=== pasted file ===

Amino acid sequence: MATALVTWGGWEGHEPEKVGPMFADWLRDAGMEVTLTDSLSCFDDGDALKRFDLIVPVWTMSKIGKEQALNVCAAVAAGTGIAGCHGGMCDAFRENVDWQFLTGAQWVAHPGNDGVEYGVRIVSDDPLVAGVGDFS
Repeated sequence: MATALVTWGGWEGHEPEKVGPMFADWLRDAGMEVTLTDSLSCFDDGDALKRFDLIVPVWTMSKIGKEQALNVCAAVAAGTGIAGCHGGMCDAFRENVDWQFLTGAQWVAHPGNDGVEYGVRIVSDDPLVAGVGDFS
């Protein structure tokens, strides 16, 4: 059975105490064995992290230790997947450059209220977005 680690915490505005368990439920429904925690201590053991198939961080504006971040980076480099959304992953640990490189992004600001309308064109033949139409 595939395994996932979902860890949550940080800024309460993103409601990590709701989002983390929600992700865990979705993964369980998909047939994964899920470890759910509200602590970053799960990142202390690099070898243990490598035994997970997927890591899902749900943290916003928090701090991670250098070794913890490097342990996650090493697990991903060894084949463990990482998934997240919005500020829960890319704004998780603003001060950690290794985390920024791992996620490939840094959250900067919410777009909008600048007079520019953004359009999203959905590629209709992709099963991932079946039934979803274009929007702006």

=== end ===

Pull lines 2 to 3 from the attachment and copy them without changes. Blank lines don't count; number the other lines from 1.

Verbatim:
Repeated sequence: MATALVTWGGWEGHEPEKVGPMFADWLRDAGMEVTLTDSLSCFDDGDALKRFDLIVPVWTMSKIGKEQALNVCAAVAAGTGIAGCHGGMCDAFRENVDWQFLTGAQWVAHPGNDGVEYGVRIVSDDPLVAGVGDFS
């Protein structure tokens, strides 16, 4: 059975105490064995992290230790997947450059209220977005 680690915490505005368990439920429904925690201590053991198939961080504006971040980076480099959304992953640990490189992004600001309308064109033949139409 595939395994996932979902860890949550940080800024309460993103409601990590709701989002983390929600992700865990979705993964369980998909047939994964899920470890759910509200602590970053799960990142202390690099070898243990490598035994997970997927890591899902749900943290916003928090701090991670250098070794913890490097342990996650090493697990991903060894084949463990990482998934997240919005500020829960890319704004998780603003001060950690290794985390920024791992996620490939840094959250900067919410777009909008600048007079520019953004359009999203959905590629209709992709099963991932079946039934979803274009929007702006």